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Anaerobic Infection

The Experts below are selected from a list of 180 Experts worldwide ranked by ideXlab platform

Dana T Graves – 1st expert on this subject based on the ideXlab platform

  • interleukin 1 receptor signaling rather than that of tumor necrosis factor is critical in protecting the host from the severe consequences of a polymicrobe Anaerobic Infection
    Infection and Immunity, 2000
    Co-Authors: Dana T Graves, Chihping Chen, Christopher Douville, Yanling Jiang

    Abstract:

    Infection of the dental pulp leads to an osteolytic lesion that results from a polymicrobial Infection consisting largely of pathogenic anaerobes. Infection causes significant morbidity and mortality mediated by bacterial factors and in some cases by the up-regulation of inflammatory cytokines. The inflammatory cytokines interleukin-1 (IL-1) and tumor necrosis factor (TNF), in particular, play a complex and central role in the responses to microbial pathogens. However, relatively little is known about the significance of these cytokines in protecting the host from focal polymicrobial Anaerobic Infections. To establish the relative importance of IL-1 and TNF in mediating the response to a mixed Anaerobic Infection, we inoculated the dental pulp of mice with six Anaerobic pathogens containing functional deletions of receptors to IL-1 (IL-1R1−/−), TNF (TNFRp55−/−-p75−/−), or both (TNFRp55−/−-IL-1RI−/−). The results indicate that IL-1 receptor signaling and TNF receptor signaling both play similarly important roles in protecting the host from local tissue damage. However, IL-1 receptor signaling is considerably more important than TNF receptor signaling in preventing the spread of Infection into surrounding fascial planes, since IL-1R1−/− but not TNFRp55−/−-p75−/− mice exhibited significantly higher morbidity and mortality. Moreover, all of the fatal Infections occurred in male mice, suggesting the importance of gender differences in limiting the impact of these Infections.

  • interleukin 1 and tumor necrosis factor receptor signaling is not required for bacteria induced osteoclastogenesis and bone loss but is essential for protecting the host from a mixed Anaerobic Infection
    American Journal of Pathology, 1999
    Co-Authors: Chihping Chen, Yanling Jiang, Marc Hertzberg, Dana T Graves

    Abstract:

    Bacterial Infection causes significant morbidity, mediated in part by the up-regulation of inflammatory cytokines. Cytokine induction is thought to stimulate osteolysis in conditions such as periodontal disease and otitis media. To establish the relative importance of interleukin-1 (IL-1) and tumor necrosis factor (TNF) in mediating the response to a mixed Anaerobic Infection, we used an in vivo model in which the dental pulp was inoculated with six Anaerobic pathogens, in mice with functional deletions of receptors to IL-1 (IL-1RI−/−), TNF (TNFRp55−/−-p75−/−), or both (TNFRp55−/−-IL-1RI−/−). Polymorphonuclear and mononuclear phagocyte recruitment occurred to the greatest extent in TNFRp55−/−-IL-1RI−/− mice, and to a lesser extent in IL-1RI−/− or TNFRp55−/−-p75−/− mice, and the least in wild-type mice, demonstrating that recruitment of these phagocytes is not dependent on IL-1 or TNF receptor signaling. A similar pattern was observed for bacterial penetration into host tissue. Because it had recently been reported that TNF played a critical role in mediating lipopolysaccharide-induced bone loss, we anticipated that mice with targeted deletions of TNFRp55−/− would have reduced osteoclastogenesis. Surprisingly, osteolytic lesion formation was greatest in animals lacking TNF and/or IL-1 receptors. These results indicate that IL-1 or TNF receptor signaling is not required for bacteria-induced osteoclastogenesis and bone loss, but does play a critical role in protecting the host against mixed Anaerobic Infections.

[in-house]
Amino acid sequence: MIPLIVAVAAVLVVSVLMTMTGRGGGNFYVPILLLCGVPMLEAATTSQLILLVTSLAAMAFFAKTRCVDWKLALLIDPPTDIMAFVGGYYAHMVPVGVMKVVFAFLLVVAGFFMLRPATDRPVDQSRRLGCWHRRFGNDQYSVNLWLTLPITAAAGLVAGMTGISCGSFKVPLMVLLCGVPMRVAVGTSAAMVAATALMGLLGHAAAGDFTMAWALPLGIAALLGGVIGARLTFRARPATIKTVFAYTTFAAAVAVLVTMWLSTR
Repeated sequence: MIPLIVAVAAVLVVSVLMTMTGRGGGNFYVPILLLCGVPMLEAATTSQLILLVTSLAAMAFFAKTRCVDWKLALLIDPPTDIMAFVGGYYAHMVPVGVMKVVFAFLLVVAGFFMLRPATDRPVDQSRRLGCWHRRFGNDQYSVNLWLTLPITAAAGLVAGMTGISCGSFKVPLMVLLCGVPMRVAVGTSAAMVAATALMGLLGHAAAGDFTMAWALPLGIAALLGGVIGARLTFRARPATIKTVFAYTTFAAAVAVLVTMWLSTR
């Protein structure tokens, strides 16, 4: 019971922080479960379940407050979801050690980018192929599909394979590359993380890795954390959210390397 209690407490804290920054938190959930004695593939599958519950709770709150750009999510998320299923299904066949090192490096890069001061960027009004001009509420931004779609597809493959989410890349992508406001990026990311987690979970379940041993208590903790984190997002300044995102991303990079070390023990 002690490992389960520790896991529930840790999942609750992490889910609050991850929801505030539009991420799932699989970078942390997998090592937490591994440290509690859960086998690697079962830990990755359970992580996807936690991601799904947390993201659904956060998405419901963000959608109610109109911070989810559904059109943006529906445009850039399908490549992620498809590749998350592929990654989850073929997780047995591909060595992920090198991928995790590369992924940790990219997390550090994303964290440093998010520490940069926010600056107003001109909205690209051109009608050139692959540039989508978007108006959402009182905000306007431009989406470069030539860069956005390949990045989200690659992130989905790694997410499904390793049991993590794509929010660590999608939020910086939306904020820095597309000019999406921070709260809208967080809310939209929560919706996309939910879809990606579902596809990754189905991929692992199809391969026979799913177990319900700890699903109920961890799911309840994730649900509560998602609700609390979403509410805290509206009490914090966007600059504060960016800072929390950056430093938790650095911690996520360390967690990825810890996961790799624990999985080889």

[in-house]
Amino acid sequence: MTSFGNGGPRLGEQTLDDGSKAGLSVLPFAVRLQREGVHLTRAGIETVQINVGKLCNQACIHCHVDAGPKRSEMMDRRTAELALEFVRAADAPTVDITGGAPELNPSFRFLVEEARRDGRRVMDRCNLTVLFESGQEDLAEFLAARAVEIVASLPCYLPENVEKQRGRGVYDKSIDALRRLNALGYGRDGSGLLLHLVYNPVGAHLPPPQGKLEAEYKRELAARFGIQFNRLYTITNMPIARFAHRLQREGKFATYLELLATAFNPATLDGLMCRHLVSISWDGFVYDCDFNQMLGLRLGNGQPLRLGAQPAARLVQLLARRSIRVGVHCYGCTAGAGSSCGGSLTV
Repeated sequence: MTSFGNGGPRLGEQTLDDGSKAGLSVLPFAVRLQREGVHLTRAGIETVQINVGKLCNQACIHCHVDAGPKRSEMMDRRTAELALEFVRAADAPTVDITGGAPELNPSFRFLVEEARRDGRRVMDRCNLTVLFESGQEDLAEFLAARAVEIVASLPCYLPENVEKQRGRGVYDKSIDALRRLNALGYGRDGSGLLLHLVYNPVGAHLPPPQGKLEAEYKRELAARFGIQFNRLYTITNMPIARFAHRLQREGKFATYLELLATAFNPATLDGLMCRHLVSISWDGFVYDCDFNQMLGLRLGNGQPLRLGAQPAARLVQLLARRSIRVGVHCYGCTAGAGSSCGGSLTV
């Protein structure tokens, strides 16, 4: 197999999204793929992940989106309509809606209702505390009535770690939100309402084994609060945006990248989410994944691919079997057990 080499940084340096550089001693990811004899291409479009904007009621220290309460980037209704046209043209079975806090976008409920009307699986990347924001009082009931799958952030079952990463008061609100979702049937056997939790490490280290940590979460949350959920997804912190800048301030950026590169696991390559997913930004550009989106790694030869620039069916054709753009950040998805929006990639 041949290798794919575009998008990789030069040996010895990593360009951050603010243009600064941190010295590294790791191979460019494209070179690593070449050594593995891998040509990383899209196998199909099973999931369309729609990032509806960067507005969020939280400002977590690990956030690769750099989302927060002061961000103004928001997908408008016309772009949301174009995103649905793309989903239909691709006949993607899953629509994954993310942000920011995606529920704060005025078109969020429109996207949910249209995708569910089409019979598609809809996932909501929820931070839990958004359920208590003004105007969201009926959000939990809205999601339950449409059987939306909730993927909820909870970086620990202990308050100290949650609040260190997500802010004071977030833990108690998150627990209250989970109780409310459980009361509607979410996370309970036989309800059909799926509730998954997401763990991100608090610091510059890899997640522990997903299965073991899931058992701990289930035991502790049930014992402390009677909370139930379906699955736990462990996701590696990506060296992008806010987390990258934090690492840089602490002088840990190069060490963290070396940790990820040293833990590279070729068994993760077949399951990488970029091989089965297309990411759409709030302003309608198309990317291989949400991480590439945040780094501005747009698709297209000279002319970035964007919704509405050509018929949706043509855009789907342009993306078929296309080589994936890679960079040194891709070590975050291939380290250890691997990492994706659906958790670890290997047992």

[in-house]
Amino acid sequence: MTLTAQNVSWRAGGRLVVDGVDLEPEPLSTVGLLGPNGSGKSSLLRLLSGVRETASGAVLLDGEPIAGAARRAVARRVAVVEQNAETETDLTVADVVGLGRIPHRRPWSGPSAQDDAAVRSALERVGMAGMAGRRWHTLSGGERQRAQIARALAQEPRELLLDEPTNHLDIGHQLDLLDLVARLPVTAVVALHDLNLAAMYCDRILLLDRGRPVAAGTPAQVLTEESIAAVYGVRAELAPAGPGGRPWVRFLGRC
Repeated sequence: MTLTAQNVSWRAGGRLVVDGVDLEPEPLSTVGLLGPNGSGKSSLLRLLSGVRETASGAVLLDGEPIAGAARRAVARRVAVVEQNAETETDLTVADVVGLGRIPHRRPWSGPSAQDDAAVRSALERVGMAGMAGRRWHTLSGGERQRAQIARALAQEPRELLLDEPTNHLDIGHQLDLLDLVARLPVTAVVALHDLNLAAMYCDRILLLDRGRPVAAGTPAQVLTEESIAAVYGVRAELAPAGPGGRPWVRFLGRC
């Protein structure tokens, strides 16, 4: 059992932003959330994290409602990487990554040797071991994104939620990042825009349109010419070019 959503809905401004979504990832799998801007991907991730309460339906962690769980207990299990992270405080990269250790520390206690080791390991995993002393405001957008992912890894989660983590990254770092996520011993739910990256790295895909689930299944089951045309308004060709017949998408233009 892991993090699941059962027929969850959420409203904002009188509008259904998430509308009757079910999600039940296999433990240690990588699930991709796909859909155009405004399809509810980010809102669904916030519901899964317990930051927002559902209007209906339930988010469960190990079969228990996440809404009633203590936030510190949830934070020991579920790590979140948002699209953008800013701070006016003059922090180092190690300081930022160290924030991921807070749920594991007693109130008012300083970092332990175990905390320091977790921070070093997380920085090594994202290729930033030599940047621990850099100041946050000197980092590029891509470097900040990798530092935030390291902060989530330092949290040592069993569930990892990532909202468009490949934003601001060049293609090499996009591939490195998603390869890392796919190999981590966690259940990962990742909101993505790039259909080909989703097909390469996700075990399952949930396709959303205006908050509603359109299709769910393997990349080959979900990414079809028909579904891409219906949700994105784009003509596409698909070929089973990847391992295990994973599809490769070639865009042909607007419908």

Yanling Jiang – 2nd expert on this subject based on the ideXlab platform

  • interleukin 1 receptor signaling rather than that of tumor necrosis factor is critical in protecting the host from the severe consequences of a polymicrobe Anaerobic Infection
    Infection and Immunity, 2000
    Co-Authors: Dana T Graves, Chihping Chen, Christopher Douville, Yanling Jiang

    Abstract:

    Infection of the dental pulp leads to an osteolytic lesion that results from a polymicrobial Infection consisting largely of pathogenic anaerobes. Infection causes significant morbidity and mortality mediated by bacterial factors and in some cases by the up-regulation of inflammatory cytokines. The inflammatory cytokines interleukin-1 (IL-1) and tumor necrosis factor (TNF), in particular, play a complex and central role in the responses to microbial pathogens. However, relatively little is known about the significance of these cytokines in protecting the host from focal polymicrobial Anaerobic Infections. To establish the relative importance of IL-1 and TNF in mediating the response to a mixed Anaerobic Infection, we inoculated the dental pulp of mice with six Anaerobic pathogens containing functional deletions of receptors to IL-1 (IL-1R1−/−), TNF (TNFRp55−/−-p75−/−), or both (TNFRp55−/−-IL-1RI−/−). The results indicate that IL-1 receptor signaling and TNF receptor signaling both play similarly important roles in protecting the host from local tissue damage. However, IL-1 receptor signaling is considerably more important than TNF receptor signaling in preventing the spread of Infection into surrounding fascial planes, since IL-1R1−/− but not TNFRp55−/−-p75−/− mice exhibited significantly higher morbidity and mortality. Moreover, all of the fatal Infections occurred in male mice, suggesting the importance of gender differences in limiting the impact of these Infections.